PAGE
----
Santosh also had a serious accident at the 2017 Desert Storm. Leading the pack through the fields in Rajasthan, Santosh snagged a barbed wire and crashed, dislocating a couple of vertebrae. But despite the injury, Santosh rode on through pain for the next three days only to lose his lead on the final day and finish third. “That was the last big crash I had because of which I had to get it operated and fuse my neck.”

But they were never a deterrent. “It’s like an artist who goes through his own process of self-loathing and joy,” Santosh says. “He experiences emotions that me and you cannot. For me it is the same, I am an artist but the canvas I choose is cross country rallying and the motorcycle is my way of expressing myself. That’s how I look at myself.”

Santosh’s concern post-Dakar was not the pain or recovery. He was more disappointed with the fact that 2019 was the second time in five appearances that he could not finish the rally.

“It was heartbreaking, especially when I had a lot of things going for myself. It took me a while to get back on my feet,” says Santosh after making a comeback in May at the Desert Storm in Rajasthan, his first event since Dakar. A multiple winner, the Hero rider finished second.

“There was some issue with my back (after Dakar) which the doctors couldn’t pinpoint because with the nerves, it’s a little more complicated,” says Santosh, the first Indian to complete the Dakar, in 2015, on his first attempt. He finished 36th with a broken toe and injured shoulder.

“Now I am almost back to where I was last year. It will take me the rest of the year to come back to form.”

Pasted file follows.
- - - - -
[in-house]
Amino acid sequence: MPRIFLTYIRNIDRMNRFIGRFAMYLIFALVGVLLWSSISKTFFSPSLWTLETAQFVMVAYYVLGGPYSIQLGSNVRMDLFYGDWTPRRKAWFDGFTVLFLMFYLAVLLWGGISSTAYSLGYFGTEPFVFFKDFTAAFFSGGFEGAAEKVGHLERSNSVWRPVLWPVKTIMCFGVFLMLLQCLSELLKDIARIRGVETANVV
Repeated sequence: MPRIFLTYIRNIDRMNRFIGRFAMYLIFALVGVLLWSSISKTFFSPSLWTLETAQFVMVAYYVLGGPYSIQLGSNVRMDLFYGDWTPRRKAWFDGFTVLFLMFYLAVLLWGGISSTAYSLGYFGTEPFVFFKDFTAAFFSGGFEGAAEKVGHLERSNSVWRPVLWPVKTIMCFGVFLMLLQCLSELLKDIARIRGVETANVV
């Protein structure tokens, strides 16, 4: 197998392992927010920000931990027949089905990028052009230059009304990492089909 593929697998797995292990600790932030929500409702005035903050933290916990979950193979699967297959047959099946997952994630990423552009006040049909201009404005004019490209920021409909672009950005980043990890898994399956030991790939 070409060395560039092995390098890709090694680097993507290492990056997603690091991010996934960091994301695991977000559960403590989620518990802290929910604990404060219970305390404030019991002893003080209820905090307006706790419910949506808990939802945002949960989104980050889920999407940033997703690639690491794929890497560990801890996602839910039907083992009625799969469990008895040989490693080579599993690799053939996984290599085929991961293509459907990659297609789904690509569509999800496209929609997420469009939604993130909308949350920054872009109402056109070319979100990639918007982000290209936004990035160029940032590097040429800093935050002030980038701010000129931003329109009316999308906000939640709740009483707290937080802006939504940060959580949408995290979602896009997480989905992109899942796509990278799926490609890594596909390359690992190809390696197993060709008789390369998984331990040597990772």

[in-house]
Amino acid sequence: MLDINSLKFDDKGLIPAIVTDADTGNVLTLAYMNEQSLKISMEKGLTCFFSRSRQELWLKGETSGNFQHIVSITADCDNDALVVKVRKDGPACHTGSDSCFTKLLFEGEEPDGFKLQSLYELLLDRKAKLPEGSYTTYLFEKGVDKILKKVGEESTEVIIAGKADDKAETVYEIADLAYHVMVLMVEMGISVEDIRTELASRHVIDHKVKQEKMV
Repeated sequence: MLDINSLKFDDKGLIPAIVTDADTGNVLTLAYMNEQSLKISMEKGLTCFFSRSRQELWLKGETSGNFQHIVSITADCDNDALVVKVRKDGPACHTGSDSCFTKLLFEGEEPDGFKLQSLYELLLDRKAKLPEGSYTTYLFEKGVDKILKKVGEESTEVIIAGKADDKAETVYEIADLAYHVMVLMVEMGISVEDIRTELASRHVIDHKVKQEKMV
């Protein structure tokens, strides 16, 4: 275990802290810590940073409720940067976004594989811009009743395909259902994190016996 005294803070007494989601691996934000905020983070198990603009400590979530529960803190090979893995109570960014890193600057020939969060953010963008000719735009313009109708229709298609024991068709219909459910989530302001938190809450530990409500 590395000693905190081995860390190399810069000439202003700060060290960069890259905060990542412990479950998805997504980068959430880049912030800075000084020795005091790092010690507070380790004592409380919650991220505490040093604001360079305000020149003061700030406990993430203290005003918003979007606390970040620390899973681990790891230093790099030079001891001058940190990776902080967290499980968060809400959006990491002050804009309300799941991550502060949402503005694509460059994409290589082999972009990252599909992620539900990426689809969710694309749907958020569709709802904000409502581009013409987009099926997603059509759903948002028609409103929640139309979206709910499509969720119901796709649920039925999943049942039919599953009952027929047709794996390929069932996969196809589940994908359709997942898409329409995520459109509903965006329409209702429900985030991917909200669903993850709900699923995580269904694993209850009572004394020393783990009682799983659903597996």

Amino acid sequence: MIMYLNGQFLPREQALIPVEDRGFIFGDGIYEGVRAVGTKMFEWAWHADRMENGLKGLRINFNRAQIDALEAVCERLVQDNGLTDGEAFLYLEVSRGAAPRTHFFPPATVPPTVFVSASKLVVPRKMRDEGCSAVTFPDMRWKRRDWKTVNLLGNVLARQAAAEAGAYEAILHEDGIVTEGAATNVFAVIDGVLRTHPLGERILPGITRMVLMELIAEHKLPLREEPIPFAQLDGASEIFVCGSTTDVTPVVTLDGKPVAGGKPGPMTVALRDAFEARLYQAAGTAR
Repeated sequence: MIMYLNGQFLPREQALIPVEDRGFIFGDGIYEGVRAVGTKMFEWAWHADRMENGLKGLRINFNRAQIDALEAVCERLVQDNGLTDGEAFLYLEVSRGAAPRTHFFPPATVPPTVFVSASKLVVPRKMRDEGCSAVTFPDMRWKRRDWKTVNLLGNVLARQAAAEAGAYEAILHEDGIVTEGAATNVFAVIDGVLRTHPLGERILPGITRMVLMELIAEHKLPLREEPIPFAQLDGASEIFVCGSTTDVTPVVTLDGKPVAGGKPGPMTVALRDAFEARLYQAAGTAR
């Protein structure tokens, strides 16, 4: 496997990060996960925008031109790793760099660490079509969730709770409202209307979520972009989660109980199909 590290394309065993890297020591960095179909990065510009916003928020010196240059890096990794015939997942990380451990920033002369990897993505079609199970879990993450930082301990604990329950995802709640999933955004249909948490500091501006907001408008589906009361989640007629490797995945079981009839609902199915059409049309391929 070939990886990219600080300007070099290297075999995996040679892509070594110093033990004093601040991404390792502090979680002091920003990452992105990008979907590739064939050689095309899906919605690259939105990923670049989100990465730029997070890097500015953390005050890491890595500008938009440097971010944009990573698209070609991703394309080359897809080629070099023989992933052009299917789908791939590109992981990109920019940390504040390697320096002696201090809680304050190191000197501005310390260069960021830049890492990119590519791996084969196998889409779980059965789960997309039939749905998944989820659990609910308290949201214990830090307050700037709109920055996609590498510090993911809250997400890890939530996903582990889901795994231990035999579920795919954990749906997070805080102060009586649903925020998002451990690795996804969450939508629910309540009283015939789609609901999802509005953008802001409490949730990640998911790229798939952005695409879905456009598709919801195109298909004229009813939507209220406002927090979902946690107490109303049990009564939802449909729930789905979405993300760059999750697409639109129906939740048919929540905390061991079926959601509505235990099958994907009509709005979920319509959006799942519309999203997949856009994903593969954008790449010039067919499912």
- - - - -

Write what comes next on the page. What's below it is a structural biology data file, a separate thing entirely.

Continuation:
By form he means getting ready for his sixth attempt at the Dakar early next year in Saudi Arabia. “My journey only started when I completed the Dakar because if I didn’t I wouldn’t have the life that I have today,” Santosh says. “Today the goal is to be competitive, reach and be among those top guys. I am not saying I am going to win. But I am the guy who can break the threshold. That is what I want to do, make a name by being competitive and not just the guy who finishes.”

When not near a bike, Santosh enjoys reading books, especially autobiographies, and particularly liked Abhinav Bindra’s ‘A Shot at History’. Of late, he has developed a passion for surfing. “I always wanted to surf so I learnt it recently and will pursue it now. It complements what I do on motorcycles,” he says. “On motorcycles everything is about the rush but when you are surfing you have to actually wait it out in the ocean for the right waves. I love it, need to go out and do more of that.”

Spending time with his parents and four dogs at their family farm house in Kolar, about 70km from Bengaluru, is another of his favourite past times. There, he also runs the Big Rock Dirt Park a three-track facility for off-road riding.

“It brings people to my world, gives them a chance to learn off-road skills and (for) me to spot talent,” he says.

“I want to do to off-roading what (Pullela) Gopichand did to badminton.”